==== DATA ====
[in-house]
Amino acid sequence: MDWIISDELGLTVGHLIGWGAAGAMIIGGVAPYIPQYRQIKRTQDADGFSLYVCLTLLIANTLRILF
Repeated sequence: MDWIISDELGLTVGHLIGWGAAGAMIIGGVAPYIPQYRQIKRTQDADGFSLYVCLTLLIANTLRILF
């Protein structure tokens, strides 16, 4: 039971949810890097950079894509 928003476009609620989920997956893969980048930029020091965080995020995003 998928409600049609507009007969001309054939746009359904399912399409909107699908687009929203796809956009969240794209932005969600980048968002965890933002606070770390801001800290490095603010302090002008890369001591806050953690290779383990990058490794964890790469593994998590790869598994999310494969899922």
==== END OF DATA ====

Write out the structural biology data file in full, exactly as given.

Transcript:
[in-house]
Amino acid sequence: MDWIISDELGLTVGHLIGWGAAGAMIIGGVAPYIPQYRQIKRTQDADGFSLYVCLTLLIANTLRILF
Repeated sequence: MDWIISDELGLTVGHLIGWGAAGAMIIGGVAPYIPQYRQIKRTQDADGFSLYVCLTLLIANTLRILF
């Protein structure tokens, strides 16, 4: 039971949810890097950079894509 928003476009609620989920997956893969980048930029020091965080995020995003 998928409600049609507009007969001309054939746009359904399912399409909107699908687009929203796809956009969240794209932005969600980048968002965890933002606070770390801001800290490095603010302090002008890369001591806050953690290779383990990058490794964890790469593994998590790869598994999310494969899922």